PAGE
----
HardOCP sues Infinium

The hardware site and console-maker's dispute intensifies with a new legal action filed in federal court.


Today HardOCP responded to Infinium Labs' repeated requests to retract its now-infamous profile of Infinium cofounder Tim Roberts. However, the Web site's owner and editor-in-chief, Kyle Bennett, used more than pointed prose--he has sent a team of lawyers after Infinium.

On February 27, Bennett filed a lawsuit in the United States District Court for the Northern District of Texas, Dallas Division, "to clear the air and terminate the flurry of demands, allegations, and defamatory Internet posts directed against HardOCP.com, by Infinium Labs and law firms representing Infinium Labs and its CEO, Tim Roberts." Documents were served to Infinium Labs representatives in Florida yesterday.

In a press release soon to be made public, lawyers representing KB Networks (the Bennett-founded entity that owns HardOCP), refers to the suit as one based on a legal statue commonly referred to as the "Declaratory Judgment Act." HardOCP lawyers explain the act as one that "permits a person or entity being threatened with lawsuits from another party to force the issue to be decided, rather than having to operate under a cloud of uncertainty and intimidation."

However, the statement does reiterate the position Bennett has maintained since he posted the original article, that the site "stands by its article, and believe[s] that the Federal Court will conclude, as HardOCP.com believes, that all relevant facts in the article are true."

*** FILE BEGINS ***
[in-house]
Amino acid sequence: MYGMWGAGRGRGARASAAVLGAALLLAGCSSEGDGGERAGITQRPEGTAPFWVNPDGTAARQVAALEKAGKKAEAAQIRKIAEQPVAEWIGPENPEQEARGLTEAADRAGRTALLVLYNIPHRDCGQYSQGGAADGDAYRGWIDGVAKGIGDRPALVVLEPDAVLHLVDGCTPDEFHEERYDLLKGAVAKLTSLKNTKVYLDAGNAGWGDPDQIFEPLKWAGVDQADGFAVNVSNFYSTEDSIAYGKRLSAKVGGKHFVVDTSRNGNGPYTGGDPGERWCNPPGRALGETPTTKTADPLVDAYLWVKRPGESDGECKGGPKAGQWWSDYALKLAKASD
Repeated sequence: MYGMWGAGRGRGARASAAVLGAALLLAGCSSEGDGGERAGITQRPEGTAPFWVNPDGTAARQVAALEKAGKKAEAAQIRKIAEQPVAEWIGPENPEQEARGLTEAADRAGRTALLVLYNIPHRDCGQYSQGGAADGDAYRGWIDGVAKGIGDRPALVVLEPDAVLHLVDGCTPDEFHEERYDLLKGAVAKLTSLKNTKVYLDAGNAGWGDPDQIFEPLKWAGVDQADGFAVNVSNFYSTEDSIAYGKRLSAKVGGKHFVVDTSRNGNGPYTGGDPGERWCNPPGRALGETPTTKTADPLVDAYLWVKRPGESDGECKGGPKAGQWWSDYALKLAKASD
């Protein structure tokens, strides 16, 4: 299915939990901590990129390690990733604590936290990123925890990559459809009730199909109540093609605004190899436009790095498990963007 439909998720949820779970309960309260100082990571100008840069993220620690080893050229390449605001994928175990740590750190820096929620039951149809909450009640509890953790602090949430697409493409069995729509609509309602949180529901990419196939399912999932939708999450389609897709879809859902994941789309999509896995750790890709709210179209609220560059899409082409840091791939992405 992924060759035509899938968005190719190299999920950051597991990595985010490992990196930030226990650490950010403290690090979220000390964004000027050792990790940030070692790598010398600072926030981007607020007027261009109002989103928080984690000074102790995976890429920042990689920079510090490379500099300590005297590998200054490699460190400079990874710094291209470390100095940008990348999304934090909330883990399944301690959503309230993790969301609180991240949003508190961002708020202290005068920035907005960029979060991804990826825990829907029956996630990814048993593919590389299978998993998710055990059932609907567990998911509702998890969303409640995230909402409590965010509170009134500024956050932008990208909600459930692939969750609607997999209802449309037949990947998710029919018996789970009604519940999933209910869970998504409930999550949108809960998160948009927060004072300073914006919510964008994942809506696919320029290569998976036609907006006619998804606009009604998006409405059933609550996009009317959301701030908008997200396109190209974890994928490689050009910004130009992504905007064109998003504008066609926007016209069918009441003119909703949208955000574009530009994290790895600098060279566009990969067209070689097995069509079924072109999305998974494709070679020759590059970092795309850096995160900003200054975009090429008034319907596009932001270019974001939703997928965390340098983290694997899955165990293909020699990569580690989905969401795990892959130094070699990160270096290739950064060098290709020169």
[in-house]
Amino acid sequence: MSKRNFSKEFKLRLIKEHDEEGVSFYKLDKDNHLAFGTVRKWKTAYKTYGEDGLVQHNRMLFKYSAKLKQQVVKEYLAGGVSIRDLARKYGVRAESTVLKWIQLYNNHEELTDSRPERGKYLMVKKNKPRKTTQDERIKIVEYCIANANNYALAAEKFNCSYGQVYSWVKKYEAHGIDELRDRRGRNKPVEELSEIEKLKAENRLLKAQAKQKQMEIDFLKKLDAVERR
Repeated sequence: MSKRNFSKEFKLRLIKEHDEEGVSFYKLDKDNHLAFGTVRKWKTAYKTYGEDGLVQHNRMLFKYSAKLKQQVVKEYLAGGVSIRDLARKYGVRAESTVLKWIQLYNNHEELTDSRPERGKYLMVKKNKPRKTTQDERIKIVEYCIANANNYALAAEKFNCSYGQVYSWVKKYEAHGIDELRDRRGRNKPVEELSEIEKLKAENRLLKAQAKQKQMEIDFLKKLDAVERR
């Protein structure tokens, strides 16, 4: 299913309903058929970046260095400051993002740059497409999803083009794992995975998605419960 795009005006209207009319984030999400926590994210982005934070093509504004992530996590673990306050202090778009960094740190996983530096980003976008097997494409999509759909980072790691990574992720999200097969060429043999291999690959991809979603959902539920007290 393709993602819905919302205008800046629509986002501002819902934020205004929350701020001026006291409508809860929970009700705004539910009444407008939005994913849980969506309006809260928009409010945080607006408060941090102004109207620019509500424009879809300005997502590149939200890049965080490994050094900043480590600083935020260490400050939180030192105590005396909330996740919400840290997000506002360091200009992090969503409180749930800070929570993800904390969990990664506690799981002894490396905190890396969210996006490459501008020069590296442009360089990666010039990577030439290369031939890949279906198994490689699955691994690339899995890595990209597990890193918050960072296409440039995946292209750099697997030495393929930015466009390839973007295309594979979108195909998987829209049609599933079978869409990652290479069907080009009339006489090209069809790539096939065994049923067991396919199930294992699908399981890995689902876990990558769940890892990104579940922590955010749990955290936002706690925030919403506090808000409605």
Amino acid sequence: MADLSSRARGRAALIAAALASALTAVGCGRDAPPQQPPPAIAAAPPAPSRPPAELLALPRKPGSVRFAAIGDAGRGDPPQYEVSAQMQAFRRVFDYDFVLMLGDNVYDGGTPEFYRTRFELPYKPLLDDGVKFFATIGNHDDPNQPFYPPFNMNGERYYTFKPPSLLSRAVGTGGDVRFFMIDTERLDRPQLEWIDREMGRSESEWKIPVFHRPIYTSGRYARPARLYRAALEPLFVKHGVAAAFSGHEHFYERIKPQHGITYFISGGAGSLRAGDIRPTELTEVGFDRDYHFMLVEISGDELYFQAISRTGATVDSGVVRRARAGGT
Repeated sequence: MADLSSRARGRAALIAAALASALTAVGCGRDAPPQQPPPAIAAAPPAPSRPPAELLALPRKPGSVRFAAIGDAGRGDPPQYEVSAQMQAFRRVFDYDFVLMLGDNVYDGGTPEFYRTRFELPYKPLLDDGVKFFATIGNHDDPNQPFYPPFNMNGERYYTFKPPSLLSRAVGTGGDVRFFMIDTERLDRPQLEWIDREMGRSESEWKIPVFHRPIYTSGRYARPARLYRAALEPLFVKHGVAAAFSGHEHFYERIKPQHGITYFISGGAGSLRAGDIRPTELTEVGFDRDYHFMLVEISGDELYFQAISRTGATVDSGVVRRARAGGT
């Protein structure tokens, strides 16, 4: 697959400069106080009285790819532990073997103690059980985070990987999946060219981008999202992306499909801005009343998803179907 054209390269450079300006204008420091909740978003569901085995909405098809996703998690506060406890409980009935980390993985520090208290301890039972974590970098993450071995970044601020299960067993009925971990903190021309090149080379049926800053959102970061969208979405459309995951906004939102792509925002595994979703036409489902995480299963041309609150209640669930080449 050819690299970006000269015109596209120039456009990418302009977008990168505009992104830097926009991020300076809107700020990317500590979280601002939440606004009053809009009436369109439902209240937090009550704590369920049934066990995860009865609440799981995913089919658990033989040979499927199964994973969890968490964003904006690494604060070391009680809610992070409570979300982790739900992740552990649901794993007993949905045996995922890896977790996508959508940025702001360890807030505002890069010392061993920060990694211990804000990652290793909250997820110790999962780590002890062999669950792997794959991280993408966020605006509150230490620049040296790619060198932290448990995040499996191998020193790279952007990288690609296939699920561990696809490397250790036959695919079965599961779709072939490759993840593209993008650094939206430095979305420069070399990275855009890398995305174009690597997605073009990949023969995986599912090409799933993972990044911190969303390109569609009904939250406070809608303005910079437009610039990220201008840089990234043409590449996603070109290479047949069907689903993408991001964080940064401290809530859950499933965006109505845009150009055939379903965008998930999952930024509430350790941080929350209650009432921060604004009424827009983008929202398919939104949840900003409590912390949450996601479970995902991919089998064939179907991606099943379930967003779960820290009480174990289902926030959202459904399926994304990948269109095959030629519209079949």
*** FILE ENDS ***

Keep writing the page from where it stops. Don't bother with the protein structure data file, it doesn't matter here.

The statement also refers to the most recent demand letter HardOCP received from Infinium lawyers, sent to the Web site owner last Friday: "Nothing in that demand letter changes HardOCP.com’s conviction that all of the relevant facts in the article are true. We look forward to a decisive vindication by the Federal Court of HardOCP.com’s credibility."

Bennett spoke with GameSpot yesterday, shortly before the news of the lawsuit was made public:

GameSpot: What sort of risk or liability do you see your site coming in for if you refuse to take the story down?

Kyle Bennett: I see the very real risk of losing HardOCP.com and everything it means. The real liability I see is letting our readers down. If we remove the article in question in order to take the easy and cheap way out of this situation, we are in essence throwing away our credibility. If we have no credibility, there is no reason to read HardOCP.com, and it fails.

GS: What are your choices then?

KB: We have two choices in this matter. HardOCP.com either cowers to Infinium Labs’ demands, or we embrace our right to free speech and our duty as a member of the media to report the truth on the gaming industry. The issue is much bigger than HardOCP.com. Infinium Labs is attacking a voice on the Net for sharing facts and opinions. I think we can all agree that this is a very dangerous issue to leave unchecked.

GS: Have you had any recent conversations with Infinium since you decided to stand firm on the majority of what you wrote in your first Infinium profile?

KB: Kevin Bachus called me two days before their original set of cease and desist letters arrived, essentially to get me to fully remove the article. We pledged then as we did last year that if Infinium Labs would point out what was wrong exactly, HardOCP.com would have it corrected.

GS: Do you expect to be served with additional documents from Infinium? Do you have lawyers advising you?

KB: From follow-up comments made by Infinium Labs CEO, Timothy Roberts, I expected them to follow through on their threats. As for documents, we expect to get hundreds of them now, since we filed suit against them last Friday. The firm of Storm & Hemingway is representing HardOCP.com in this matter.

GS: Thanks, Kyle.

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